Portfolio Design

Advanced concepts in stock investment portfolio design.  Fundamentals, technical analysis and many other related topics are discussed.

Stock Factor Selection Process


In the last post I presented the results of the Even and Odd universe tests. Now I will decide which factors to go forward with.

After looking at the stock factor scores (rating and correlations) for the two (odd and even) universes, I realized that if I filter out the lower rated factors and highly correlated factors as presented in the spreadsheet that I would be left with very few factors.

So I have decided to ignore the correlation and rating filters and include all stock factors that are in both odd and even top 25 lists.  That will give me a preliminary ranking system that I can optimize using the ranking system optimization process. Then I will walk through the optimization process using a more advanced process than I previously presented.

Factor Analysis

I processed the top 25 ranked factors and summarized them in the table shown below.  The two columns on the right labeled Even and Odd are the ranking position (1...25) for each factor, one (1) being the best.


Preliminary Ranking System

Then I assembled a ranking system consisting of all the top factors common to both universes.  The preliminary ranking system is publicly accessible and can be found here:



Ranking System Performance

For the benefit of Portfolio123 users who are new to the website, I am including the steps for generating the ranking system performance.  The procedure uses the stock universe which is publicly available here:  https://www.portfolio123.com/app/screen/summary/83611?st=1

Performance Using 3 Month Rebalance

Go to the Stock Ranking System Factors page (the first page you see).  Then click on the Performance link at the left side of the page as shown below.


Configure the settings for maximum time period and three month rebalance.  The appropriate benchmark is the S&P 1500 Composite, so select this benchmark (if it is important to you).  Select the stock universe Enter a minimum stock price of $1,50.  This was the minimum price used in the factor selection process. Then click on Run.


The performance chart is in the form of a bar chart with the benchmark performance on the very left side, followed by 20 stock buckets. Each bucket represents the performance over time of a 5 percentile band rebalanced every three months. The left-most buck (following the benchmark) represents the performance of stocks with a ranking of 0-5.  The next bucket consists of stocks with ranking 5-10 next, ...  The right most bucket is the bar of most interest, consisting of the performance for the top ranked stocks 95-100. The performance chart is shown below.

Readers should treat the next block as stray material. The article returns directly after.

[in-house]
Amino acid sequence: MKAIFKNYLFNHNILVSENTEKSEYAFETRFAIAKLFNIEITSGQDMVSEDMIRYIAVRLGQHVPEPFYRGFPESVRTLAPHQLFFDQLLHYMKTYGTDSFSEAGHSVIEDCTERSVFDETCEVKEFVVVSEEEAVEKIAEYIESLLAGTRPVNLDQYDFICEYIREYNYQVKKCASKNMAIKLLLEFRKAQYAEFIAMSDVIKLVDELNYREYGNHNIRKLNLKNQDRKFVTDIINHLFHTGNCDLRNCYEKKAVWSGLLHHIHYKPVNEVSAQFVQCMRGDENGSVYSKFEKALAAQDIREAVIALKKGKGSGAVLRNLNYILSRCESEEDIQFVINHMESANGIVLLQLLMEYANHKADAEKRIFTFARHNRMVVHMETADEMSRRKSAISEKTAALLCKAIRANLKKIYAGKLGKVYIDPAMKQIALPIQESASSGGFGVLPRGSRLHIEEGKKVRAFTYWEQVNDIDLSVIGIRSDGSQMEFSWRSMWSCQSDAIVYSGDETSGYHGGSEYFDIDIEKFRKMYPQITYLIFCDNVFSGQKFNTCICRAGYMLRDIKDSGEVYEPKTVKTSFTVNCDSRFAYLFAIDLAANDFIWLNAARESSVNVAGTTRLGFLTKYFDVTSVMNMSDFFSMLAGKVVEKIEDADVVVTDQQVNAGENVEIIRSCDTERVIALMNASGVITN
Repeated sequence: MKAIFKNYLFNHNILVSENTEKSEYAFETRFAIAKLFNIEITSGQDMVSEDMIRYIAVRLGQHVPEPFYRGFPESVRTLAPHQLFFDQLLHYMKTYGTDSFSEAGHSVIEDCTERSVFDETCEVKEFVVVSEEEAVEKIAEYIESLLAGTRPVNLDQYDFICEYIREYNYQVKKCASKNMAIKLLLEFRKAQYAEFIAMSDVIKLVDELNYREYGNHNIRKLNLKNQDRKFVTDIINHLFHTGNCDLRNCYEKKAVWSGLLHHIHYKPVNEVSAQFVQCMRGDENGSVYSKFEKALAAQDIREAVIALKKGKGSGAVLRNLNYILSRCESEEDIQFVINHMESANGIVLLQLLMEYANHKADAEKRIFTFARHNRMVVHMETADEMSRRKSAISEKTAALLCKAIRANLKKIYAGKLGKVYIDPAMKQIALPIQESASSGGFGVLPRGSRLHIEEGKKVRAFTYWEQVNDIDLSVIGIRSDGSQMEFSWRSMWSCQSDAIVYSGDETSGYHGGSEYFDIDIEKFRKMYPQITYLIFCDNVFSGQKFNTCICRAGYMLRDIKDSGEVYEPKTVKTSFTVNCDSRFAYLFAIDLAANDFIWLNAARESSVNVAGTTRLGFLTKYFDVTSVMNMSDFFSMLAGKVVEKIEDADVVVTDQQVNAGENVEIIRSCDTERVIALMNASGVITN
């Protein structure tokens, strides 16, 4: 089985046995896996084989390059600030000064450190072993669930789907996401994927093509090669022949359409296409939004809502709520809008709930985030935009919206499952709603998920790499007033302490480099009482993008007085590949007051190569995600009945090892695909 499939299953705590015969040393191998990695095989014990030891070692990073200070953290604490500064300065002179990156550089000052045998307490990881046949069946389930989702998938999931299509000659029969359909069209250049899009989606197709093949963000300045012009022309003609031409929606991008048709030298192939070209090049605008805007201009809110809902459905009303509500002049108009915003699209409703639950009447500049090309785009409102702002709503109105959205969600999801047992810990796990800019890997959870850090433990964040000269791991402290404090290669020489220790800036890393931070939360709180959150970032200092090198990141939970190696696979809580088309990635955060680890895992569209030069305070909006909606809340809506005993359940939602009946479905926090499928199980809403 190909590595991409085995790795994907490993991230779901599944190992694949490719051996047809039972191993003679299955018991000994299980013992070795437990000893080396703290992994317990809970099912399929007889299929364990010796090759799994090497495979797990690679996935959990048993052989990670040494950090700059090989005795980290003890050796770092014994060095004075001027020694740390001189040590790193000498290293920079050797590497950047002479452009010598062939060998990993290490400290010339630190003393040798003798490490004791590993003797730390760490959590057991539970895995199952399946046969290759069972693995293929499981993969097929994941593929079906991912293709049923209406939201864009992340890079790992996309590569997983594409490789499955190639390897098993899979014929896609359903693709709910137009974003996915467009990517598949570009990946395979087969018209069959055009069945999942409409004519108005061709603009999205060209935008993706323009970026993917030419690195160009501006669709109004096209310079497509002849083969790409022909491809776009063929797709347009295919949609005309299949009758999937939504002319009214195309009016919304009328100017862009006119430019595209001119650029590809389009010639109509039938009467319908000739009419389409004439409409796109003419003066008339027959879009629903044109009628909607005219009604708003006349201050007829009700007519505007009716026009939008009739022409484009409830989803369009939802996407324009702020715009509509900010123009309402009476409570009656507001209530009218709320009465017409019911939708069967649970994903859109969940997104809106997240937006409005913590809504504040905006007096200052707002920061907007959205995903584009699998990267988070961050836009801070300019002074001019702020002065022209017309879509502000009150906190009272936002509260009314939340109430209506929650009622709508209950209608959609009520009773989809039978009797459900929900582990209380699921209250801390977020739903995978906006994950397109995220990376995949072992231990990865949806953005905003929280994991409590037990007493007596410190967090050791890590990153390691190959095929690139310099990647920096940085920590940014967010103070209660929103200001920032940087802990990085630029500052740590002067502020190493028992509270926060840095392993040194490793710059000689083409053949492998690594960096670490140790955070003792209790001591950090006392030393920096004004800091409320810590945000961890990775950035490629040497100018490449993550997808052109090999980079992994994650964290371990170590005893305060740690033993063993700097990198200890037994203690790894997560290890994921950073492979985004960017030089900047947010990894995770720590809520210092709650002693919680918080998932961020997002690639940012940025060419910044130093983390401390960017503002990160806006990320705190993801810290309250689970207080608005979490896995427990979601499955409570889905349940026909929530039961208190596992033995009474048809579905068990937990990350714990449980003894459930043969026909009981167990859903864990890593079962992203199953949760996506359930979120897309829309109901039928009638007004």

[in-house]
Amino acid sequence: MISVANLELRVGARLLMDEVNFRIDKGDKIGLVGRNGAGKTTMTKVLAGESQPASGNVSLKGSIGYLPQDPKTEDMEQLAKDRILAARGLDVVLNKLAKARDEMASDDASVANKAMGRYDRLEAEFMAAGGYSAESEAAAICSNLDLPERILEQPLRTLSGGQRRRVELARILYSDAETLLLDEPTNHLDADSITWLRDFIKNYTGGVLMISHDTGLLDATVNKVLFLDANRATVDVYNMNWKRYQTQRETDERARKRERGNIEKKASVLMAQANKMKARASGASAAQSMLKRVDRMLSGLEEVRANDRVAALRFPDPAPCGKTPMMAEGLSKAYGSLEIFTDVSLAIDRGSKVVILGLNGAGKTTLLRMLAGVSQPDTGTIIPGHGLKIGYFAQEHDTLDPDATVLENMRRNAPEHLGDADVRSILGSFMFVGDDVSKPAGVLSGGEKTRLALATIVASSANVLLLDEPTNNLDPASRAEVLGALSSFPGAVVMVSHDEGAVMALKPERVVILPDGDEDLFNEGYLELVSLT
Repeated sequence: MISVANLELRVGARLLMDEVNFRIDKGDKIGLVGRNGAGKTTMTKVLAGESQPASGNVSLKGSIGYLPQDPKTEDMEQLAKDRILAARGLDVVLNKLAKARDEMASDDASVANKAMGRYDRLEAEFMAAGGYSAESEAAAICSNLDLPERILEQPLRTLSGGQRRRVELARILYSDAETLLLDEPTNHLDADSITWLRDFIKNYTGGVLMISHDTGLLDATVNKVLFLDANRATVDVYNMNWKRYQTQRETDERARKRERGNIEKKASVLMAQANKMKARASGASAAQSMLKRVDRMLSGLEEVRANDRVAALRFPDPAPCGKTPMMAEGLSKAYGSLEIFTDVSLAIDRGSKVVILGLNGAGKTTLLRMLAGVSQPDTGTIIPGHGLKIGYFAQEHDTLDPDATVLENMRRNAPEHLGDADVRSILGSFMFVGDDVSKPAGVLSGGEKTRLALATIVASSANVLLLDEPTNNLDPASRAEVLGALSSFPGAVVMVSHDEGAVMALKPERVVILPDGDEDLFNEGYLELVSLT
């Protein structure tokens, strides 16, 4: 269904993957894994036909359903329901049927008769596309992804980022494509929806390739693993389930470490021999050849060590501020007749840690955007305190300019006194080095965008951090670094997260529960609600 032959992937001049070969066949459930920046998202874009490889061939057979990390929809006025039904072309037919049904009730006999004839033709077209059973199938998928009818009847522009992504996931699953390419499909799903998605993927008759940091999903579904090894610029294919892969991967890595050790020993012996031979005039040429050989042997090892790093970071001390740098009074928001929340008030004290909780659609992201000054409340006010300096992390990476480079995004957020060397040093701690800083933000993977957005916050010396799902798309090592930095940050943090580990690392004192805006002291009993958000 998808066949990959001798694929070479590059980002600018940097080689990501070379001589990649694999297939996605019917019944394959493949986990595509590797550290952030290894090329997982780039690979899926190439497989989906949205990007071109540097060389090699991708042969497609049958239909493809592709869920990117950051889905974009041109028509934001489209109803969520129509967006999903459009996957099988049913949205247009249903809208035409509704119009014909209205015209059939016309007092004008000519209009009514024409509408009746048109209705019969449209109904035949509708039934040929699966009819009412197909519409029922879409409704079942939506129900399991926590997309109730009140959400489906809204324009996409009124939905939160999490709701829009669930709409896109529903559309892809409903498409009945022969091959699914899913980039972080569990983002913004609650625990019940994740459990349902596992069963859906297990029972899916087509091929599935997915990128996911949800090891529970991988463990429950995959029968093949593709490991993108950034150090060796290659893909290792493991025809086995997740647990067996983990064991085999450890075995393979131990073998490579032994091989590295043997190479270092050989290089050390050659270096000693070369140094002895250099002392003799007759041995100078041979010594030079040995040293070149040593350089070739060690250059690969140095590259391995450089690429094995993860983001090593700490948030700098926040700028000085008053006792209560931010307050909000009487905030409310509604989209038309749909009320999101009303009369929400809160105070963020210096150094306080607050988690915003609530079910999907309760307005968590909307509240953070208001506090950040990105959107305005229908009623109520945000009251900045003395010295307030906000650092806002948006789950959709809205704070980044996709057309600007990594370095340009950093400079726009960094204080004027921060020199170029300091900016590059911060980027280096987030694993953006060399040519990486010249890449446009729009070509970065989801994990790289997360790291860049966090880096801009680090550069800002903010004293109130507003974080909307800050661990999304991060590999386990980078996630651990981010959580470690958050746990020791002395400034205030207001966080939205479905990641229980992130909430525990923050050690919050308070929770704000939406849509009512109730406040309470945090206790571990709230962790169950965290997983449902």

For this preliminary ranking system, the top ranked 5% of stocks achieved almost 19% annualized return.  

Performance Using Weekly Rebalance

Now lets determine the performance with weekly rebalance.  Go back to the setup screen by clicking on Change Settings.


Only the rebalance period needs to be changed to Weekly.  All other settings remain the same. Click on Run.


The performance chart is then displayed with the results for weekly rebalance.  Note that the top 5% of stocks have higher performance with weekly rebalance (23% versus 18.5%).  That is due to the higher turnover rate with weekly rebalance.



A process has been described that discovers stock factors and assembles them into a non-optimized ranking system that "works" for three month rebalance as well as weekly rebalance.  At this point I will say that this ranking system is "competent" but not exceptional.  The performance you get at this stage is totally dependent on how much work you want to put into the discovery phase.  For example, you can screen using different rules such as Rank>95 instead of Rank>80.  Or you may have discovered superior stock factors that I do not have in my list of 107.  You are only limited by your imagination and the effort you want to expend.

In the next post I will continue on with ranking system optimization.  This will be more advanced than I previously described and will eliminate factors with high correlation, and adjust the factor weightings.

by Steve Auger